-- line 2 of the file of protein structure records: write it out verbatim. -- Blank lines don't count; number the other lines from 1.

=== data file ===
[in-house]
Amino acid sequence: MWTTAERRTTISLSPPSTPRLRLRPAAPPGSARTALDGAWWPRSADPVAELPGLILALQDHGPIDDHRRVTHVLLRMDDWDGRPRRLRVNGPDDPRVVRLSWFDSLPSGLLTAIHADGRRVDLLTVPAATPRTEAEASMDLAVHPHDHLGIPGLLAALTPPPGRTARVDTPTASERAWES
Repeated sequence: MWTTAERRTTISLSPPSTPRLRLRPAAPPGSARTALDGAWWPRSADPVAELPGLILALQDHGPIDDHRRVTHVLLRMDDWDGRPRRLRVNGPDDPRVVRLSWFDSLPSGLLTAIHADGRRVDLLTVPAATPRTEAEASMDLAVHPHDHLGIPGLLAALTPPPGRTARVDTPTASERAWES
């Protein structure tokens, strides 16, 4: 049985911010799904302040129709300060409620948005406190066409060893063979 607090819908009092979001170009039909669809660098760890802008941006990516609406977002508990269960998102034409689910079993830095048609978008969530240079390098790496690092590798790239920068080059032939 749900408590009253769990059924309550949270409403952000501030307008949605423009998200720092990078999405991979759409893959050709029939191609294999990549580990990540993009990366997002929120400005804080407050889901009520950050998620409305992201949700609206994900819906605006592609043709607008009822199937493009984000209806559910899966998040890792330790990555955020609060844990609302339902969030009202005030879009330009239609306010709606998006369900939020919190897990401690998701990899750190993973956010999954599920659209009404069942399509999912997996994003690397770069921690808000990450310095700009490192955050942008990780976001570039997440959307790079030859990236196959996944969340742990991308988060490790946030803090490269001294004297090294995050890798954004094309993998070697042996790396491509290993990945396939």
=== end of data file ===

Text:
Amino acid sequence: MWTTAERRTTISLSPPSTPRLRLRPAAPPGSARTALDGAWWPRSADPVAELPGLILALQDHGPIDDHRRVTHVLLRMDDWDGRPRRLRVNGPDDPRVVRLSWFDSLPSGLLTAIHADGRRVDLLTVPAATPRTEAEASMDLAVHPHDHLGIPGLLAALTPPPGRTARVDTPTASERAWES